A: I guess it was in 1941, probably December 8 when the Pacific war broke out. Probably President Roosevelt announced it because he put everybody to work. He ordered the planes to be made – many more planes and many more ships. Shipyards just started. And they cleared the land at Richmond [California] and started four shipyards there. They had to dig out the mountains and cut the trees. I’ve got a tape where they used the big cross-cut saws to cut down the trees and dig them out. It is real interesting to see how they brought the steel in and how fast they began to put up the ships. I’m sure the planes were the same way. They really started building more planes and more ships because the Japanese thought they had destroyed us by taking so many ships and destroying so many men at Pearl Harbor, but they didn’t destroy us. So I guess that’s when the door opened for the women to get out and do everything that we could do. When they took all of our young men that were called – and many more that shouldn’t have gone who had families – that left a lot of us here to do things we had never done before.
Q: What was your reaction at the time?
A: Naturally, I was afraid of what might come to us. I didn’t get to hear all the news overseas like we hear today, but knowing that we did have some spies among us. They did call in all the Japanese from California and the states that had them. We didn’t have that many different nationalities in Oklahoma at that time, but they did take them and their families and put them on trains and take them to concentration camps or whatever they called it. They had built government houses with big wire fences around them. They took those families and that’s where they were to go off and stay. They had to walk off and leave their farms and things. I was talking to a lady at the hospital this week and her neighbor in California was Japanese when she was a young girl. They played together. She remembered them taking them off by train loads. We have a documentary film – “The Price for Peace” – one family tells how they took her mother, her daddy, and her family and put them in this government place they had prepared. I’m not sure where it was, whether in the US or if they were taken to Canada. She tells quite a bit about what they did. But they didn’t get their homes when they came back. They paid them $20,000, I believe my husband said, a piece, which is more than they paid them for coming in from the war. But they did reestablish them some enough to get started again if they were American-Japanese.
Q: When did you decide to become a so-called “Rosie the Riveter,” or work in the war effort?
A: In 1943 my husband and I had a baby and my husband was working at the ammunition depot at McAlester, Oklahoma. He had a 2C classification to help his daddy on the farm, but he knew his classification was running out and they wouldn’t give him another one, because his brother had got out of the military with two twin boys and he was helping on the farm. So he decided to quit working at the ammunition depot and we went back to California. That’s when he worked at Richmond, California, and I went to work in the Richmond shipyards in the middle of ’43 as a tack welder. I worked on the Liberty Ships. They gave me two weeks training.A friend that my husband knew worked there – I think she used to be married to his uncle. She was working midnight shift. My sister and her husband came out to California with her little baby and we all lived in a real small trailer house. I went to work as a shipyard worker and Viola took care of the two babies and the two husbands. Her husband and my husband worked in a fish mill there.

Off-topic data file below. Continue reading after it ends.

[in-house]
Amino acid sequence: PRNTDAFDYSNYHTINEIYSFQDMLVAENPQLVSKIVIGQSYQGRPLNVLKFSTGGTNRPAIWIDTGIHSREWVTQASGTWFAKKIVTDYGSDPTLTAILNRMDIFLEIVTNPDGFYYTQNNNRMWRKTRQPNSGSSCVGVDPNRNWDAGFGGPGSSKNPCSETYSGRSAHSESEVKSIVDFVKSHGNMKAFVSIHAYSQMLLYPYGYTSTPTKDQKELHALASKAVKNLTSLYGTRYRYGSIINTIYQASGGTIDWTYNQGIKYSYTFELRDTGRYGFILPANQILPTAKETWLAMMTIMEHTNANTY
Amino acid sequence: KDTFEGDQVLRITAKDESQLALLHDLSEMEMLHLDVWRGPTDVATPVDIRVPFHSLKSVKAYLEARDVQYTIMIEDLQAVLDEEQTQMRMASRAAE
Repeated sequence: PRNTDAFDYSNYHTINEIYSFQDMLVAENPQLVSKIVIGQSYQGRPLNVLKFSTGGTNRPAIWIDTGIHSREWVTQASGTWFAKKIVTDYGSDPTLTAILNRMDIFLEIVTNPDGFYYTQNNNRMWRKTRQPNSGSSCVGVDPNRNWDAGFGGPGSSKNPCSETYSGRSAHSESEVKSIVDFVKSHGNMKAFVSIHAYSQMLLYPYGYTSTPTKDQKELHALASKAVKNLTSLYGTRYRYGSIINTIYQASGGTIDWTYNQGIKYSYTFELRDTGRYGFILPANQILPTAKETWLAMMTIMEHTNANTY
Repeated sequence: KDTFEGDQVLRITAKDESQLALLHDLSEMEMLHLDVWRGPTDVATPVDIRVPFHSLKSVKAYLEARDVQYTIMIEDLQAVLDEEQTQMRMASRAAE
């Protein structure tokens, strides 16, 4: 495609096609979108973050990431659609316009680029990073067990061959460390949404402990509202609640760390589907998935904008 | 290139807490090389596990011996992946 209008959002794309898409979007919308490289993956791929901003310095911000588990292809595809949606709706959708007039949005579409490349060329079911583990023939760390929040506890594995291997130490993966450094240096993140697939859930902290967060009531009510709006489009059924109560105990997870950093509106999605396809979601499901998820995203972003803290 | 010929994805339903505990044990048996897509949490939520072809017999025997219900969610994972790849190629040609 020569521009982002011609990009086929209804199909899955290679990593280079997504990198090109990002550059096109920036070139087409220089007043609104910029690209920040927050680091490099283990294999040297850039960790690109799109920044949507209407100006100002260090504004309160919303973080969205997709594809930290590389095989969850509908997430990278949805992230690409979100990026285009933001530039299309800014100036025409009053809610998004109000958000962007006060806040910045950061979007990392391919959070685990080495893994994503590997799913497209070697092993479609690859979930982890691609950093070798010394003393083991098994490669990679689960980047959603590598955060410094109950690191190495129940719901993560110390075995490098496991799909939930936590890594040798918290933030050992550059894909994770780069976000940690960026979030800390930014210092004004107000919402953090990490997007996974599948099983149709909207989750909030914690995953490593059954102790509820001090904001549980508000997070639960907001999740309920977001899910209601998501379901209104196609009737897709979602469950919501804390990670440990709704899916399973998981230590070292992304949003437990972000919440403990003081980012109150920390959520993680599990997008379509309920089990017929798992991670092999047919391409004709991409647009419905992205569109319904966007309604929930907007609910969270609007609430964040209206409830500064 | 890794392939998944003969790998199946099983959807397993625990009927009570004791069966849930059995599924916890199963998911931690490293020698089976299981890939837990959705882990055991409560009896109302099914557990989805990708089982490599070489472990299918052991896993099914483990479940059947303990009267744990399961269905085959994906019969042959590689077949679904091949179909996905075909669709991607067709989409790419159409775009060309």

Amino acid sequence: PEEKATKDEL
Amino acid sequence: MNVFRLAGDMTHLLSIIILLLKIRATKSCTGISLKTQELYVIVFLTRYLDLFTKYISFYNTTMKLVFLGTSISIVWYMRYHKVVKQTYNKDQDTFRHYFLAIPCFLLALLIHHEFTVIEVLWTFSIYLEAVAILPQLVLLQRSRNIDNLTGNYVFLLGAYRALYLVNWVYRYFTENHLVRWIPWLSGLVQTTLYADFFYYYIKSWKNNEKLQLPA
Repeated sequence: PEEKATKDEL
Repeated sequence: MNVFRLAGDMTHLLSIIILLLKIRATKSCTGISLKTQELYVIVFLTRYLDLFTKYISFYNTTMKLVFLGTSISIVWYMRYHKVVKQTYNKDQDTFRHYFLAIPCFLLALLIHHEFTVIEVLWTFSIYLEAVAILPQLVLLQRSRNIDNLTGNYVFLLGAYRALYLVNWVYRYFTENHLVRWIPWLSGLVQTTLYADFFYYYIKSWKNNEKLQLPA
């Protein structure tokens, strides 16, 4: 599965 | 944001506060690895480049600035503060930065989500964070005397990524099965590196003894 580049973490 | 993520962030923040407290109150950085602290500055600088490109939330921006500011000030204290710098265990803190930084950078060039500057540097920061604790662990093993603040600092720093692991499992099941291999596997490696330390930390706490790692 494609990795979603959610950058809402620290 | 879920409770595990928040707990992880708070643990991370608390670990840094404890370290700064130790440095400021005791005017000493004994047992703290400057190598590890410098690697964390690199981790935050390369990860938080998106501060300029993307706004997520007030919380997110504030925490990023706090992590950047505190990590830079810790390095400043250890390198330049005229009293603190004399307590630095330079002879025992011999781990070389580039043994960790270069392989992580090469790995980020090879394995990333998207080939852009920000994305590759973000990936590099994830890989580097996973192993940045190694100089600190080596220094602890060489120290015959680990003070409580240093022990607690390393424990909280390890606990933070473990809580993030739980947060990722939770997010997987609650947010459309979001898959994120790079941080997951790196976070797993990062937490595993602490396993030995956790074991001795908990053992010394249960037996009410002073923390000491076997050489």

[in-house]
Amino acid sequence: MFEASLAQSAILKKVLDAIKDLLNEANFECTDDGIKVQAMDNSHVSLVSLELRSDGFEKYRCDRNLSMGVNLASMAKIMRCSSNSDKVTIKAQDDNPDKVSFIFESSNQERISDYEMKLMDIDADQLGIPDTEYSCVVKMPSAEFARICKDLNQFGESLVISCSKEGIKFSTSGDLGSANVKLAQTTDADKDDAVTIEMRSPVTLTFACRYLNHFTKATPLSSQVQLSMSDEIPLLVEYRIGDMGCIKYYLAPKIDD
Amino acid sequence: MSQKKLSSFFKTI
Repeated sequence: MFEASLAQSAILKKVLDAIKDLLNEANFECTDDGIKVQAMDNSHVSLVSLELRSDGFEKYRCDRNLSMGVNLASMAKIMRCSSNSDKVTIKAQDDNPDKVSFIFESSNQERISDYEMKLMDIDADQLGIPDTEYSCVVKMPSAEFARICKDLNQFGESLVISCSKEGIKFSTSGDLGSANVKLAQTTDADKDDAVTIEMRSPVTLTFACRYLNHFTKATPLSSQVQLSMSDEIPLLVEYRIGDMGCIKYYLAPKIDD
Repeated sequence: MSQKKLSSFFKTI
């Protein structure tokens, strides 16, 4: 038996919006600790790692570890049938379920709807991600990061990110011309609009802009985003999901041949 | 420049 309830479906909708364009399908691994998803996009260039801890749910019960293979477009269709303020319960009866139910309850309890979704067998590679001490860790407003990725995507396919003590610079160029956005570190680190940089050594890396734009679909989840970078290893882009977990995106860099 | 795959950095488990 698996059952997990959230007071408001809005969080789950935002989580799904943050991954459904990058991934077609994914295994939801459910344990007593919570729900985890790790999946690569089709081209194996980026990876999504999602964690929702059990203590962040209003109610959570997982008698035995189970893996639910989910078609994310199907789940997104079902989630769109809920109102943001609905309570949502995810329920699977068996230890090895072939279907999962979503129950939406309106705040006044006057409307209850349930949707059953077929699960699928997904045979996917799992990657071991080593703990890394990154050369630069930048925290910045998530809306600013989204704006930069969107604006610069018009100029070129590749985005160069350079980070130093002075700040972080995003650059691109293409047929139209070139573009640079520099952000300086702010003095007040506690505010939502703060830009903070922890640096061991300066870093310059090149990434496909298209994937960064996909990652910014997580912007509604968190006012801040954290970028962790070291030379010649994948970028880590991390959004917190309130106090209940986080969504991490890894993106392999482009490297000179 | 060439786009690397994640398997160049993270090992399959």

They gave me two weeks training. They gave me the leather pants, leather jacket, leather goggles, hood, gloves, steel toed shoes. They told me to weld like crochet, but I didn’t crochet. I could make a neat stitch because I loved home economics. I knew they meat make it neat and fix your mistakes if you made any. So after training they put me 40 feet down in the bottom of the Liberty Ships to be a tack welder on the seams on the big steel they brought in a placed up there. I would lay the beads of hot lead on top of each other for a little strip down, then I would take a steel brush and brush it down, and I could see if I missed a little crack or something, which I don’t think I did [chuckles]. Then the welders came along and they would weld a whole seam to make it strong so it could take the high winds, deep waters, and heavy weights. It was scary working midnight to 8 in the morning. Every once in a while you’d hear of people being killed through the night, but I didn’t run into any danger that I remember. I enjoyed the work. It was very difficult with the baby. I’d go home in the morning and do my laundry and help take care of my husband’s clothes, and help my sister with things that had to be done. We had a shower house, bath, and laundry room outside. Those days we used cloth diapers and there was quite a bit of work to be done. My sister said, “when did you sleep?” I said “I don’t even remember sleeping!” I would get home at 8, help get the work done, take care of the baby, then I’d lay down and go to sleep, then get up and do some more, then sleep some more, until midnight when I went to work.